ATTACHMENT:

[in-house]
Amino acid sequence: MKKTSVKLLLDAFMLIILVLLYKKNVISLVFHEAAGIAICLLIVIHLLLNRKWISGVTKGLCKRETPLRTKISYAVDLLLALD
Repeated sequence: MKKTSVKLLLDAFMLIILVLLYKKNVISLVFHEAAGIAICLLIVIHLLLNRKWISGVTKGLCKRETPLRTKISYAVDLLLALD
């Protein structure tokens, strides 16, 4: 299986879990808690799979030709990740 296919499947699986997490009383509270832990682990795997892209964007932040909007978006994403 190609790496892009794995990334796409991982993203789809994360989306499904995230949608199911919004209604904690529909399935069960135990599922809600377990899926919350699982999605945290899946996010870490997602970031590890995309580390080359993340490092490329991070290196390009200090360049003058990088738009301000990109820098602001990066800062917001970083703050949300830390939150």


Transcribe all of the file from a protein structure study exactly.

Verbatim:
[in-house]
Amino acid sequence: MKKTSVKLLLDAFMLIILVLLYKKNVISLVFHEAAGIAICLLIVIHLLLNRKWISGVTKGLCKRETPLRTKISYAVDLLLALD
Repeated sequence: MKKTSVKLLLDAFMLIILVLLYKKNVISLVFHEAAGIAICLLIVIHLLLNRKWISGVTKGLCKRETPLRTKISYAVDLLLALD
């Protein structure tokens, strides 16, 4: 299986879990808690799979030709990740 296919499947699986997490009383509270832990682990795997892209964007932040909007978006994403 190609790496892009794995990334796409991982993203789809994360989306499904995230949608199911919004209604904690529909399935069960135990599922809600377990899926919350699982999605945290899946996010870490997602970031590890995309580390080359993340490092490329991070290196390009200090360049003058990088738009301000990109820098602001990066800062917001970083703050949300830390939150």